Inclusion London has launched a survey to try to build a picture of how the COVID-19 crisis is affecting social care around England.

It plans to use the results to “present a case to ministers based on people’s day-to-day experiences of using social care”, and so influence government policy.

Members of the Disability Benefits Consortium have written to work and pensions secretary Therese Coffey, to call for urgent changes to the benefits system to protect disabled and seriously unwell people during the COVID-19 crisis.

Among the measures they want to see are interim payments being made from the first day of a claim for personal independence payment or universal credit (UC), and the increase announced in the UC standard allowance to be matched with similar rises for “legacy” benefits such as employment and support allowance.

The government has announced a £5 million grant for mental health charities, to be administered by Mind, to fund services for people struggling with their mental health during the COVID-19 crisis. 

It said Mind would use its links with other charities, including grassroots, user-led organisations, to reach “vulnerable groups who are at particular risk during this period”.

The House of Commons women and equalities committee has launched an inquiry into whether some groups in society are being disproportionately affected by COVID-19, and by the government’s response to the pandemic.

Evidence can be submitted to the committee until 30 April.

Equality and discrimination experts at Fry Law have published template letters for disabled people to use if they are facing discrimination during the coronavirus crisis, which can be downloaded free.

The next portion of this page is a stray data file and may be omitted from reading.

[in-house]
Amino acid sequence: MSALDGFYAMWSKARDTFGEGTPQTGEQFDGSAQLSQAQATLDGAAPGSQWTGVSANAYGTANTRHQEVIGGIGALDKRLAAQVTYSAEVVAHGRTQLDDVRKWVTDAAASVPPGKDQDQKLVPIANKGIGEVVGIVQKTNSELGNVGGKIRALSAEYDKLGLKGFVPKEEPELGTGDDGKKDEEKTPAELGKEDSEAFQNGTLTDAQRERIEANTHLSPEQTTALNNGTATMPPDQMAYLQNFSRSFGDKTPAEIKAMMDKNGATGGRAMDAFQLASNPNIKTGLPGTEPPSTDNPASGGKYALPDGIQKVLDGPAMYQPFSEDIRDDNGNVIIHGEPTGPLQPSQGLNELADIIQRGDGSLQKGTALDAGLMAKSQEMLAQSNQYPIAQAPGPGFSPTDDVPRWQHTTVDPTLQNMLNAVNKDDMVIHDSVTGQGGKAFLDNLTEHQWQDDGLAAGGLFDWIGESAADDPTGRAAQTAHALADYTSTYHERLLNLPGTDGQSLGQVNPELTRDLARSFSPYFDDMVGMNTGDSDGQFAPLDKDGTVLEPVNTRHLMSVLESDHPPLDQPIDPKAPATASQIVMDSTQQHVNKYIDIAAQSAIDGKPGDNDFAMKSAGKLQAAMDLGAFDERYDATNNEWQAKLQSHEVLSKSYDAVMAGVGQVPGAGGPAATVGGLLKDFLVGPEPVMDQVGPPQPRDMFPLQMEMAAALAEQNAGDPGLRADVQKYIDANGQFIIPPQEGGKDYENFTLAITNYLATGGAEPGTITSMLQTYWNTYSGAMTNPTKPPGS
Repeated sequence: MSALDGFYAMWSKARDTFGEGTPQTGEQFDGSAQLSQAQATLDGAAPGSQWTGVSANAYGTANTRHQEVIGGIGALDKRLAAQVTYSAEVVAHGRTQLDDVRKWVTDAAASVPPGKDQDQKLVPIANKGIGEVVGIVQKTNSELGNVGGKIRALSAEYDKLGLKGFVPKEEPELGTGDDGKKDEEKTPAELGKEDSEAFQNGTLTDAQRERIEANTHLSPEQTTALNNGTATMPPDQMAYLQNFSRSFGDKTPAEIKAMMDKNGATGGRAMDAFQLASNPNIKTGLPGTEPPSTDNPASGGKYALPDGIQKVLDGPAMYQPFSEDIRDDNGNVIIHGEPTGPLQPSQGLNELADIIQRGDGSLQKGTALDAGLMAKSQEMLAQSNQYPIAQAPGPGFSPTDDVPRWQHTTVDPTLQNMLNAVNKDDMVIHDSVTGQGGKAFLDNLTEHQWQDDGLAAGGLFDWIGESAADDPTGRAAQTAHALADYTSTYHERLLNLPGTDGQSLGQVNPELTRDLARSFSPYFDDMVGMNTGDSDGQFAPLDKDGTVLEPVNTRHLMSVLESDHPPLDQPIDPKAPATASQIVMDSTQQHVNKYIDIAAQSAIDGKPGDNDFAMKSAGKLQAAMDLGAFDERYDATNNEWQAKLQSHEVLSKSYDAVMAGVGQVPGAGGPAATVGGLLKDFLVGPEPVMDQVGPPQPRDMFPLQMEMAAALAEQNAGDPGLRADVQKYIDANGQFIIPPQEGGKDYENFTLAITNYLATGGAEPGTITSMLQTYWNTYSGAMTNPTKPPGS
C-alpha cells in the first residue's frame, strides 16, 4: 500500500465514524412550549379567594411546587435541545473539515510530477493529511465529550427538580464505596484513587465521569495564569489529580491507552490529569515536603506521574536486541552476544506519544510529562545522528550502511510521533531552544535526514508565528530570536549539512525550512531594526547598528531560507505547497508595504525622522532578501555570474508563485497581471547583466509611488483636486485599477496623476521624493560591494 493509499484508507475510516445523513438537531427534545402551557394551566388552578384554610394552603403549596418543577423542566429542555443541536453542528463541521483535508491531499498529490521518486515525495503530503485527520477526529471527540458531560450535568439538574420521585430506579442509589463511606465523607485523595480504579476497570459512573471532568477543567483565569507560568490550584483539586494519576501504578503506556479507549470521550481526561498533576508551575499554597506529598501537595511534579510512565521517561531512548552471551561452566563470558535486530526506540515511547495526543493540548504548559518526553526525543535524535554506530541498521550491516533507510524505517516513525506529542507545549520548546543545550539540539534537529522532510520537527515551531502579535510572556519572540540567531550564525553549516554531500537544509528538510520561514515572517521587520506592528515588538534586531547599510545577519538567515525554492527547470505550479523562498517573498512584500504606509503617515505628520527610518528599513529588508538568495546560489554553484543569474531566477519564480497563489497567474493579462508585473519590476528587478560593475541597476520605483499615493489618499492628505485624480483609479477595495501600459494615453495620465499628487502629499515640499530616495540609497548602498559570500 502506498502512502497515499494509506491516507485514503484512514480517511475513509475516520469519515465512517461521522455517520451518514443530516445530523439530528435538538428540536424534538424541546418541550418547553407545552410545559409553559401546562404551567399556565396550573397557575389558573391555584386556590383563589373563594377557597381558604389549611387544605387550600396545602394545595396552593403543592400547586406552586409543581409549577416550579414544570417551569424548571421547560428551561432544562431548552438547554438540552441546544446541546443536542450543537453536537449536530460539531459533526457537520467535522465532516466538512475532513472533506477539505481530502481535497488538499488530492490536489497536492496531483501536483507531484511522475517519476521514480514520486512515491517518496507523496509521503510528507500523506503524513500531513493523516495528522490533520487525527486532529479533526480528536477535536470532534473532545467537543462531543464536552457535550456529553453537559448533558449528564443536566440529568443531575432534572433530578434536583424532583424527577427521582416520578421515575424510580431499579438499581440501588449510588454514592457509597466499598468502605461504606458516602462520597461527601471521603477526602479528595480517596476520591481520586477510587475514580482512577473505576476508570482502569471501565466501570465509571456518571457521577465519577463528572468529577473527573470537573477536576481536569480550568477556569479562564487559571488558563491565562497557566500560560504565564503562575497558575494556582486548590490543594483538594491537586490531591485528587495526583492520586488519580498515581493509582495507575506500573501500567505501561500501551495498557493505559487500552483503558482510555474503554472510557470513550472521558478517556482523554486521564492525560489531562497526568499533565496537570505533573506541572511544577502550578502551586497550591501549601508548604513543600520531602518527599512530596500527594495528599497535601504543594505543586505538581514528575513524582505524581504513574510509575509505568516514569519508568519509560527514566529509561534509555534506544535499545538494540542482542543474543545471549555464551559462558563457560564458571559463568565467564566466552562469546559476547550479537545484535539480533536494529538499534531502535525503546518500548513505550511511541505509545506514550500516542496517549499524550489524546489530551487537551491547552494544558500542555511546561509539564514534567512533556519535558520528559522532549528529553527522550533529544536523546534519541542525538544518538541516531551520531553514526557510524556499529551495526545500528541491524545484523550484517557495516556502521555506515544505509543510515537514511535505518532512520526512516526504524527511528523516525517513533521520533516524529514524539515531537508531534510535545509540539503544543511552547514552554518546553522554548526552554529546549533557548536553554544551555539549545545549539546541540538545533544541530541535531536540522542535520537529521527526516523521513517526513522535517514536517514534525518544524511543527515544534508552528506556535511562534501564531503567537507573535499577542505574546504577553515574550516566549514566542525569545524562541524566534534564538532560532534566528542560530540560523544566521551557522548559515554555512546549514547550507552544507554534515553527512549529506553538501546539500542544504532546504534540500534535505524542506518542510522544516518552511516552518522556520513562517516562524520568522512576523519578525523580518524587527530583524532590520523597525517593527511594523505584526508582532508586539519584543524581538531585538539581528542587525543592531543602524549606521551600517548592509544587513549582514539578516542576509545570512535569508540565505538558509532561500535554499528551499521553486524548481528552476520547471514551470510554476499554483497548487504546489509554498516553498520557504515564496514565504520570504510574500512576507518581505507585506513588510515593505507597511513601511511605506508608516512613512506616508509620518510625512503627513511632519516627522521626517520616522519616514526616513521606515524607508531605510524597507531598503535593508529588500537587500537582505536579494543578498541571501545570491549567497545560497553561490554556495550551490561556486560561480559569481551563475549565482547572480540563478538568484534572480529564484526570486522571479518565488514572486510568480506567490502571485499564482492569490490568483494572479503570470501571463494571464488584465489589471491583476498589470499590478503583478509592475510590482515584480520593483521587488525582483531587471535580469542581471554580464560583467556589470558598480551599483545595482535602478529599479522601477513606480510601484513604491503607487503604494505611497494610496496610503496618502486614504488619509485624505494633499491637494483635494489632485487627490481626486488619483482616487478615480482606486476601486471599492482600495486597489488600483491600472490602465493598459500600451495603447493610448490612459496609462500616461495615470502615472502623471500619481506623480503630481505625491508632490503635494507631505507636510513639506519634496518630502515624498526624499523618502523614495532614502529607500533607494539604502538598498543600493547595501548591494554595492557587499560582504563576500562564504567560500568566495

Fry Law is also organising twice-weekly online sessions that will offer disability rights advice on issues arising from the COVID-19 crisis, featuring advice from Fry Law’s Chris Fry and equality and human rights barrister Cathy Casserley, from Cloisters Chambers.

The online sessions will take place between 6pm and 7pm every Tuesday and Friday.

*Sources of information and support during the coronavirus pandemic include the following:

Inclusion London


Disability Rights UK

The Department of Health and Social Care

National Survivor User Network

Spinal Injuries Association

COVID Mutual Aid UK

Disability North

Disability Wales

Citizens Advice

2 April 2020


Government blames coronavirus crisis for closure of elected office fund

The government has blamed the coronavirus crisis for its decision to close a temporary fund that was set up to support disabled people with the extra costs of running for political office.

One disabled politician has described the permanent closure of the EnAble fund as a “kick in the teeth”, and accused the government of “locking disabled people out of politics”.

Only last month, the government announced a U-turn over the fund’s closure date and said it was being extended until the end of July to cover disabled people seeking election in May as police and crime commissioners (PCCs) and local councillors in England.